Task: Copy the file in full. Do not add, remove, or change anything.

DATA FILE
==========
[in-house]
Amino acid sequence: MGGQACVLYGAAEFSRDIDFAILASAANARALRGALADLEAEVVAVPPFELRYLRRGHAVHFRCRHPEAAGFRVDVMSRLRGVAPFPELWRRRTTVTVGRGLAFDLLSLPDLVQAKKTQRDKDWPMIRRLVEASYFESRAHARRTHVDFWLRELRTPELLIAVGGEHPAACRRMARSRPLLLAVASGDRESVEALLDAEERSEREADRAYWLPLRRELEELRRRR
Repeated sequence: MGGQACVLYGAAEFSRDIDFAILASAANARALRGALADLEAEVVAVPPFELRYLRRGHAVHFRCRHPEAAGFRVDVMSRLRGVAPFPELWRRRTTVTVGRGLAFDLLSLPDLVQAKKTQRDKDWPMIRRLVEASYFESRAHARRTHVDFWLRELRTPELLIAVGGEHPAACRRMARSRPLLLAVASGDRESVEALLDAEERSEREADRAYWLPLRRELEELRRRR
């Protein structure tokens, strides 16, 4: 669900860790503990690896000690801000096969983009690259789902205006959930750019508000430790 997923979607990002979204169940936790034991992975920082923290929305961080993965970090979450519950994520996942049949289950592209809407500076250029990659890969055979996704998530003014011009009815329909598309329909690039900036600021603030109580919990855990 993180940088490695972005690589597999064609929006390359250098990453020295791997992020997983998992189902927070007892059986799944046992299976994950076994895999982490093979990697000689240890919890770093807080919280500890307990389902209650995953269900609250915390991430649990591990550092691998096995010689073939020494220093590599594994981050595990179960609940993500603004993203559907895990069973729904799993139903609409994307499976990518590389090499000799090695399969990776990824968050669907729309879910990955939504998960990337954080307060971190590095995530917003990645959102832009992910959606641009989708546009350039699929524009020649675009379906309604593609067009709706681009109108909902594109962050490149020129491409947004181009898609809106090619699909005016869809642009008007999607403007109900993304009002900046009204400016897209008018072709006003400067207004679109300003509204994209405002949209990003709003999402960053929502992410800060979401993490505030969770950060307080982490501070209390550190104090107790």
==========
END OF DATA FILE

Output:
[in-house]
Amino acid sequence: MGGQACVLYGAAEFSRDIDFAILASAANARALRGALADLEAEVVAVPPFELRYLRRGHAVHFRCRHPEAAGFRVDVMSRLRGVAPFPELWRRRTTVTVGRGLAFDLLSLPDLVQAKKTQRDKDWPMIRRLVEASYFESRAHARRTHVDFWLRELRTPELLIAVGGEHPAACRRMARSRPLLLAVASGDRESVEALLDAEERSEREADRAYWLPLRRELEELRRRR
Repeated sequence: MGGQACVLYGAAEFSRDIDFAILASAANARALRGALADLEAEVVAVPPFELRYLRRGHAVHFRCRHPEAAGFRVDVMSRLRGVAPFPELWRRRTTVTVGRGLAFDLLSLPDLVQAKKTQRDKDWPMIRRLVEASYFESRAHARRTHVDFWLRELRTPELLIAVGGEHPAACRRMARSRPLLLAVASGDRESVEALLDAEERSEREADRAYWLPLRRELEELRRRR
């Protein structure tokens, strides 16, 4: 669900860790503990690896000690801000096969983009690259789902205006959930750019508000430790 997923979607990002979204169940936790034991992975920082923290929305961080993965970090979450519950994520996942049949289950592209809407500076250029990659890969055979996704998530003014011009009815329909598309329909690039900036600021603030109580919990855990 993180940088490695972005690589597999064609929006390359250098990453020295791997992020997983998992189902927070007892059986799944046992299976994950076994895999982490093979990697000689240890919890770093807080919280500890307990389902209650995953269900609250915390991430649990591990550092691998096995010689073939020494220093590599594994981050595990179960609940993500603004993203559907895990069973729904799993139903609409994307499976990518590389090499000799090695399969990776990824968050669907729309879910990955939504998960990337954080307060971190590095995530917003990645959102832009992910959606641009989708546009350039699929524009020649675009379906309604593609067009709706681009109108909902594109962050490149020129491409947004181009898609809106090619699909005016869809642009008007999607403007109900993304009002900046009204400016897209008018072709006003400067207004679109300003509204994209405002949209990003709003999402960053929502992410800060979401993490505030969770950060307080982490501070209390550190104090107790």